Even so, she says she’d rather go through that process than sit there not knowing. 

The Instagram community 

And when it’s all too much, she turns to the infertility community. Suzanne started her fertility Instagram right before her third retrieval cycle as a way to track her journey. 

In the last year, it’s become something more. She’s met other women from Chicago going through the same thing. She’s met others with Asherman’s. 

“Sometimes it is a little overwhelming and exhausting,” she admits, “but I’ve definitely connected with people that I wouldn’t have otherwise. I’ve learned quite a bit, and it’s been rewarding to be able to help people and answer questions and share things.” 

She’s encouraged others to see an immunologist or an Asherman’s doctor. 

Suzanne even met a few other Chicagoans in person — socially distanced, of course.  

“We started a group of us who’ve all gone through multiple failed transfers and are going through primary infertility. We call it the shit boat,” she says, laughing.

Suzanne knows that secondary infertility is also challenging, but she explains,“it’s hard not knowing if you’re ever gonna have anybody call you mom. It’s a different thing.” 

Sometimes it feels to Suzanne like being a mom will never be her reality. But then when she sees a someone’s success story after they’ve gone through five or ten years of infertility, she knows it’s possible — that becoming a parent isn’t just something for other people. 

“I can’t imagine being on the other side, like being myself again,” she says. “It’s exciting to look forward to. I used to be the most happy, positive, fun person. I was such a great friend and daughter and niece and aunt. And I just don’t have the energy to care about any of it right now.”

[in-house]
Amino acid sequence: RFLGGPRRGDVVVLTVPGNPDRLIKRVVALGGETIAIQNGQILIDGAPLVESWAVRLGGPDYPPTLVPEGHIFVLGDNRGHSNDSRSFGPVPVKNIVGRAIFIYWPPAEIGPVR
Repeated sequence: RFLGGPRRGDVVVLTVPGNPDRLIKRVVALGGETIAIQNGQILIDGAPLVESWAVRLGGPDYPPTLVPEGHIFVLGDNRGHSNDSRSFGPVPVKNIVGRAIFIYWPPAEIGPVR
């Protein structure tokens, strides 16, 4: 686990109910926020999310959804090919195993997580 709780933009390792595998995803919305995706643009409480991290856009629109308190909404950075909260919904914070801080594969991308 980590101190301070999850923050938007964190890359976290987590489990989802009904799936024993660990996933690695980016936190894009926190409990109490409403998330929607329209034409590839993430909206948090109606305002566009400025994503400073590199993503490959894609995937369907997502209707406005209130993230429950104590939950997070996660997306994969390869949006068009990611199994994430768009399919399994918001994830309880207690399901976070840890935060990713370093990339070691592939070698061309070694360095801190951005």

She gives a sad laugh, “I’m thinking I want to write apology letters to everybody. Sorry I haven’t been there. It’s not you, it’s me.” 

What comes next

Since I spoke to Suzanne in March, she’s continued along this rocky path. Her planned April transfer was cancelled because of thin, fluid-filled lining. 

After that, some potentially good news came — as it often does for those dealing with infertility — in the form of a medical diagnosis. 

Suzanne’s doctor suspected the constant fluid in her lining could be the result of a hydrosalpinx — a fallopian tube that’s blocked with fluid. The doctor suggested a hysterosalpingogram (HSG) to check. The suspicion made sense to Suzanne, given the blocked tube in her 2016 myectomy. She pushed to go straight to a laparoscopy, where the surgeon could see any fluid and remove the tube if necessary.  

Suzanne had a laparoscopy in late April, and the surgeon confirmed the presence of a hydrosalpinx. They removed the affected tube and confirmed that she does not also have endometriosis, something that had been a question in the past. 

Now Suzanne is giving her body a few months to heal. She’s hopeful that this latest procedure was the last missing piece to a complicated puzzle. She’s ready for her next cycle to bring a “nice fluffy lining with no fluid.”

With her birthday just two weeks away, Suzanne isn’t feeling excited to celebrate. Childless and not pregnant isn’t how she hoped to ring in her 40th year. But she does have a plan and, because of all her self-advocacy, a cautious hope that carrying a baby is still in the cards for her.  


Katie Taylor is a writer and content strategist. She lives in Richmond, Vermont with her wife, two kids (one she birthed, one she did not), and a dog. You can read more about her infertility journey here. Katie induced lactation so that she could breastfeed the son her wife gave birth to, and she encourages anyone interested in learning more to reach out. katie (at)